Locksmith Scam

Posted: August 19, 2012 in Uncategorized
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Each day up to 250,000 Americans make emergency calls to locksmiths. And judging by the Yellow pages or an online search, there’s plenty of help nearby. For instance in Silver Springs Maryland, the telephone directory lists five locksmiths on the same street. In reality these addresses are for a dry cleaner and four restaurants. A few states away, within a three mile radius 12 locksmiths are listed online. These addressees include a school, a supermarket, two pizzerias, and a clump of trees. Only one is for an actual locksmith; the others may be scammers waiting to get your call.
The prevalence of locksmiths is a scam that is only growing, says Jim Hancock of the Association of Locksmiths of America (AOL), whose 6,000 members must pass background checks. Besides the thousands of honest pros (who generally charge about $100 to pick a lock), there are many more rip-off artists. In addition to phony addresses they often have toll-free phone numbers. “The overwhelming majority of locksmiths with an 800 number are not legitimate,” says Hancock. Typically, your connected to a call center. You may be quoted a price as low as $15 and assured that a locksmith is en route. In reality the prop arrives in a van with no fixed address and a scam in mind.’ The fraudsters usually say they can’t open the door and need to drill or break the lock and install a replacement,” says Hancock. The work is faulty plus expensive — often$1,000 or more, and demanded in cash. Here are some tips to help you protect yourself — and your door:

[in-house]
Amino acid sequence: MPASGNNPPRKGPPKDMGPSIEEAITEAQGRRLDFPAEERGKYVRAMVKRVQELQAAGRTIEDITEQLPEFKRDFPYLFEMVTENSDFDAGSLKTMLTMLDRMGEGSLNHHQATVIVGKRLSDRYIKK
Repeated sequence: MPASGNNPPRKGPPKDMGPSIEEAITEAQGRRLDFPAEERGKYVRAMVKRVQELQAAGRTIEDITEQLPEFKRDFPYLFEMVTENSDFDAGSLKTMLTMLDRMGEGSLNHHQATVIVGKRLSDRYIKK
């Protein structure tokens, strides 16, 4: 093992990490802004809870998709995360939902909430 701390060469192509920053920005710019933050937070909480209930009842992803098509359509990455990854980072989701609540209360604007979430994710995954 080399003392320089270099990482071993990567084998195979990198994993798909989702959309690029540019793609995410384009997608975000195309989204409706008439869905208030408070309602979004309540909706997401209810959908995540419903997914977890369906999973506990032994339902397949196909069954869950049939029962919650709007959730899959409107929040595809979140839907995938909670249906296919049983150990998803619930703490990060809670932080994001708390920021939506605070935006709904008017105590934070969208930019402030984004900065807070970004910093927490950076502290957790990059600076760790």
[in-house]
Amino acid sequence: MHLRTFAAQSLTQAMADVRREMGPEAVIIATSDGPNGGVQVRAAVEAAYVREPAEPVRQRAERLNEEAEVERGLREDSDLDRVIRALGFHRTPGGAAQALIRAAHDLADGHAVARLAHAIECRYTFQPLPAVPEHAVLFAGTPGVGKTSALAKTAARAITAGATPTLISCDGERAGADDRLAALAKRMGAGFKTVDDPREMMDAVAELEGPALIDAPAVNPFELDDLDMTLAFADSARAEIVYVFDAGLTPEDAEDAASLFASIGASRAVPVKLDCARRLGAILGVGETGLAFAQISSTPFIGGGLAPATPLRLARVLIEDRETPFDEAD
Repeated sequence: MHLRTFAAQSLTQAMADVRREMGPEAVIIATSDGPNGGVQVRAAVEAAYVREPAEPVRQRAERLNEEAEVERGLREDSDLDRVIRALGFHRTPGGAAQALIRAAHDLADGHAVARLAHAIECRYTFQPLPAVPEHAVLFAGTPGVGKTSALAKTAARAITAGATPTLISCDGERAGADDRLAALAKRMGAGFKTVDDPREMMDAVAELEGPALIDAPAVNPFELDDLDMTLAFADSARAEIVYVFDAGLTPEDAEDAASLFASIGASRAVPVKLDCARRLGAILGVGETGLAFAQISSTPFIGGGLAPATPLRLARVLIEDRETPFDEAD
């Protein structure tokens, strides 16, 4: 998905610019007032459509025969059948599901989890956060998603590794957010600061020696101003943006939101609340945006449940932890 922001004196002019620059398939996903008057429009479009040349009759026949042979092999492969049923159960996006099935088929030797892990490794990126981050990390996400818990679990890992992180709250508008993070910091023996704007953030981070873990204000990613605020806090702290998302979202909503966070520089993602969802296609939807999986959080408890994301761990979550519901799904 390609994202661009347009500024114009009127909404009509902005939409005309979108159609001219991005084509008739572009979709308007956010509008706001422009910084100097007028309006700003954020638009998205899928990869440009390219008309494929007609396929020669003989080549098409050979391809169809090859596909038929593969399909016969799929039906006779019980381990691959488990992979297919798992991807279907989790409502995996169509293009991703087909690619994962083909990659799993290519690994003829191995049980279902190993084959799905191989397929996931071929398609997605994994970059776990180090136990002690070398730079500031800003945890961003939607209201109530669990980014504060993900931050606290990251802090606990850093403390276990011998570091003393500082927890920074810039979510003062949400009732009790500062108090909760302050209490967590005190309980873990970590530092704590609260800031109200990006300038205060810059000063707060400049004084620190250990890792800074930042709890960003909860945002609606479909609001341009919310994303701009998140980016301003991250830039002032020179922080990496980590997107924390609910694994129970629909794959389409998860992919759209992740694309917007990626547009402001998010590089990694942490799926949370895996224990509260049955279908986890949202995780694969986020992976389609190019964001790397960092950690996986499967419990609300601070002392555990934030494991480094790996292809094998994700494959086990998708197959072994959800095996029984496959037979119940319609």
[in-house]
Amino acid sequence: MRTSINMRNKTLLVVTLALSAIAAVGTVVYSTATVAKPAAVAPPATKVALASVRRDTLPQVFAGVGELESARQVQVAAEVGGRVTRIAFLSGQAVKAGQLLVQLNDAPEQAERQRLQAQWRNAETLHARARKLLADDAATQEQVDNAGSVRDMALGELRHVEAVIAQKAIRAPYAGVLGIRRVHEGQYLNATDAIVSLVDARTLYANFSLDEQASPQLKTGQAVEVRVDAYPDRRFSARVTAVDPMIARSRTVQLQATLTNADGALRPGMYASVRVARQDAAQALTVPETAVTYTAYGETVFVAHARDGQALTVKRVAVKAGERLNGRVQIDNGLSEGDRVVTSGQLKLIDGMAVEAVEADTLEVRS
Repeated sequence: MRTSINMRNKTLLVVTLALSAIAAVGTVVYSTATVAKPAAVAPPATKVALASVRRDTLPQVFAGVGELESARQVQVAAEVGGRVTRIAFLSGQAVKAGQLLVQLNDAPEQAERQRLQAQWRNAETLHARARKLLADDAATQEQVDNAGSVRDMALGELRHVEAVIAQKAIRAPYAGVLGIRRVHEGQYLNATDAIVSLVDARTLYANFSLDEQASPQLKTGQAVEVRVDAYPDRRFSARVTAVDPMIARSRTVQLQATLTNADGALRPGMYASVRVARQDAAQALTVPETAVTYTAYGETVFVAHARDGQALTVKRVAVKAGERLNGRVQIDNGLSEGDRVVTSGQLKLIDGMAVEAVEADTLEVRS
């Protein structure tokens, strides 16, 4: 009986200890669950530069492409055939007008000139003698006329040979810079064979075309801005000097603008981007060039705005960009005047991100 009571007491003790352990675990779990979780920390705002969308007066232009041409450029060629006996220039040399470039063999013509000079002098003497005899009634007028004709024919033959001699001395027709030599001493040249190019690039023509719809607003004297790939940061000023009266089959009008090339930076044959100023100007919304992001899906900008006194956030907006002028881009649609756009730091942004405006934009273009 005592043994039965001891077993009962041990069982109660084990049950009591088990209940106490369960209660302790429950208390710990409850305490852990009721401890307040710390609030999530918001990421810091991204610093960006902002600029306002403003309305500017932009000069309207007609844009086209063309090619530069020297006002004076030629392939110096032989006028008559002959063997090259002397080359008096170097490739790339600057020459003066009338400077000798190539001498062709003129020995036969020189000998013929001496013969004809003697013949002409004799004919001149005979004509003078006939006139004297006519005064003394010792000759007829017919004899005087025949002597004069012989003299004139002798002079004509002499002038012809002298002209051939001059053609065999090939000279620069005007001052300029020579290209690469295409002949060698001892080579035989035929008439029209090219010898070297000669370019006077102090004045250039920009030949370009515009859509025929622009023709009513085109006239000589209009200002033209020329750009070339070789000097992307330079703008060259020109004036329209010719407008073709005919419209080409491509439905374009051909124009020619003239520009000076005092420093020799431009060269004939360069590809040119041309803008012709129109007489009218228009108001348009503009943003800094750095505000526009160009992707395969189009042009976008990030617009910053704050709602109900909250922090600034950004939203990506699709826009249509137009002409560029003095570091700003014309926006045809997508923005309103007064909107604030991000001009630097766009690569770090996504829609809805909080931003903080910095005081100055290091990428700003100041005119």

 First, find a reputable locksmith before you need one. Get references from friends and neighbors, the Better business Bureau or at http://www.aloa.org Log the details into your Cellphone.
 Avoid any firm that answers the phone with a generic phrase such as “locksmith services” rather than with a specific company name.
 Be wary of locksmiths who arrive in unmarked cars or vans. Legitimate locksmiths usually have a van with the company name.
 Ask for the ID with name and address. ALOA members carry a membership card and can be vetted at 214-819-9733. Only 14 states and some cities require that on all service calls locksmiths carry proof that they are licensed. Licensing states are AL, CA, Maryland has adopted , nut not yet implemented licensing.
 Get a written estimate on company letterhead, with mileage charges, minimums and other fees, before work begins. Get a receipt after you pay.
 If you’re told the lock has to be drilled and replaced, find another locksmith. Experienced and legitimate locksmiths can unlock almost any door.
[Source: AARP Bulletin Scam Alert Sid Kirchheimer article Jun 2012 ++]

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